Hundreds of police officer data breach claims struck out

Letters: No evidence in most claims that they were opened and read

Hundreds of police officers who brought data breach and misuse of private information claims where their pre-issue costs alone were £1.2m have seen their claims struck out.

Mr Justice Nicklin allowed just 14 of the 446 claimants to continue their cases and even then cast doubt on whether they would lead to damages at trial.

The ruling is an indication of the difficulties of bringing data breach claims where there is little or no evidence that the claimants suffered actual harm.

The claimants, current or former police officers of Sussex Police, sued after the defendant Equiniti – which manages their pension scheme – mistakenly posted their annual pension benefit statements (ABSs) to out-of-date addresses.

The information in each statement varied but broadly contained the officer’s name, date of birth, National Insurance number, and details of their salary and pension.

Each officer was informed of the error and offered the chance to sign up to a fraud protection service paid for by Equiniti.

The Information Commissioner was informed but told Sussex Police – which was not a defendant in the claim – that no further action was needed.

Each claimant initially claimed damages of £2,000 for misuse of private information, and between £1,065 and £2,606 for the data protection claim, although in court their counsel estimated that the total value of a typical claim would be in the region of £1,250 to £1,500, excluding 63 claimants who were also claiming personal injury.

Nicklin J said that the claimants’ pre-issue costs were around £1.2m, or just over £2,500 per claimant.

Their counsel acknowledged that such claims would normally be dealt with in the small claims track but contended that the only practical way for the claimants to obtain redress – and effective access to justice – was to pursue this claim on a class basis.

At the hearing last May (no reason why the ruling was only handed down last week was given), the claimants’ estimated budget for a trial of lead cases was £2.55m, with the defendant’s £2.7m.

The claimants had also taken out after-the-event insurance, with the claim for misuse of private information meaning they could seek to recover the premiums if successful.

The judge recorded that the envelopes the ABSs were sent in were marked ‘Private and Confidential’ and gave no indication that the intended recipient was a police officer.

Nicklin J held that each claimant had to show there was a real prospect of demonstrating that the ABS was opened and read by a third party.

He first struck out the claims of those who eventually received their envelopes unopened. “I reject the submission that these claimants can advance a claim on the basis that, until returned, their personal information/data was ‘in danger’ or ‘at risk’.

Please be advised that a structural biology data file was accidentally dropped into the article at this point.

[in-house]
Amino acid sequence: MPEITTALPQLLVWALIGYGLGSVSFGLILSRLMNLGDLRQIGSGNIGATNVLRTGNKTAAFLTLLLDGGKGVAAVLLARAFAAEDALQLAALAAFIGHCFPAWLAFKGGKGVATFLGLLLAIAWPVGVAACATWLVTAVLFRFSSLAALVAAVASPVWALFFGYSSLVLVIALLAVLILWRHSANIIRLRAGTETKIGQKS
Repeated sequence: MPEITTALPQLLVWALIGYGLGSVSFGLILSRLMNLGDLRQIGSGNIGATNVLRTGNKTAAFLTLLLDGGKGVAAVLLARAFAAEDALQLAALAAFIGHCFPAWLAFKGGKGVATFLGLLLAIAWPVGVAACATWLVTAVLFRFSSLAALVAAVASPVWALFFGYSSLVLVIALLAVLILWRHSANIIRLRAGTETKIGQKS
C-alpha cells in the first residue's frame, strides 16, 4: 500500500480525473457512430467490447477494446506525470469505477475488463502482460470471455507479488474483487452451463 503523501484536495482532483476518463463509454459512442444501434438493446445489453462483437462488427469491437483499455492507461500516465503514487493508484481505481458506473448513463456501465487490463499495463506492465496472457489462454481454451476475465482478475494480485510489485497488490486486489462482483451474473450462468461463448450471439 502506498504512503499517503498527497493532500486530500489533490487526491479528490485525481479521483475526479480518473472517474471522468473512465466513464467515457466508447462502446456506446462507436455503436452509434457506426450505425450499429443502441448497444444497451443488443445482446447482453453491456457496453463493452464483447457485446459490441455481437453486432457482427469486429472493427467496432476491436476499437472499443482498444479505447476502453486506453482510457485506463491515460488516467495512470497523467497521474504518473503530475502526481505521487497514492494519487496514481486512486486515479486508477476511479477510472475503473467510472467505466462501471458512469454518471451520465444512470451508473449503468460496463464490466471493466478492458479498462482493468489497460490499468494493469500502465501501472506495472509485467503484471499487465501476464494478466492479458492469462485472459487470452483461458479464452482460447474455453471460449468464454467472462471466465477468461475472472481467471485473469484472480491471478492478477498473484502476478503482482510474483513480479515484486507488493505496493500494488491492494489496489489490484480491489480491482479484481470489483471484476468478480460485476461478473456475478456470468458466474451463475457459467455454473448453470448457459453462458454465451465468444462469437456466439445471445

“The general law of tort does not generally allow recovery for the apprehension that a tort might have been committed.”

He then struck out the cases where the ABS was not safely returned but the claimant relied purely on inference that it had been opened and read; this was most of them.

This left 14 claims where there was positive evidence that the letter had been opened. From the information provided, they “would appear to be very far from being serious cases”, the judge went on. “Some may ultimately be found to be trivial and fall to be dismissed on the basis that they fail to surmount the threshold of seriousness.

“In particular, the 14 claimants may yet have to surmount the evidential hurdle that the ABS was read by the person who opened the envelope (or someone else). In all but one of the cases it is not clearly stated, in terms, whether the ABS was read, and if so, how much of it was read…

“Given the evidence as to the layout of the first page of the ABS, the claimants may also need to demonstrate that more than the first page of the letter was read.”

Nicklin J said some aspects of the individual claims “can be seen, even now, to be hopeless” – in one, for example, the letter was opened by the claimant’s father in error, who then forwarded it to him.

But he rejected an application to dismiss the remaining claims, as he could not say none had a real prospect of surmounting the threshold of seriousness – the letter “did contain some information that went beyond the banal and anodyne”.

“On first impression, it might seem unlikely that the opening of the ABS could have caused much distress to a police officer, but each claimant is advancing a claim, verified with a statement of truth, that s/he has been caused distress (or equivalent).

“A court could only reject evidence in support of such a claim after all the relevant evidence has been tested at trial.”

Nicklin J added that, in light of his conclusions, “it is not necessary (nor is it desirable) for me to reach a concluded view on the very interesting points as to whether the law in this jurisdiction imposes a threshold of seriousness in data protection claims”.

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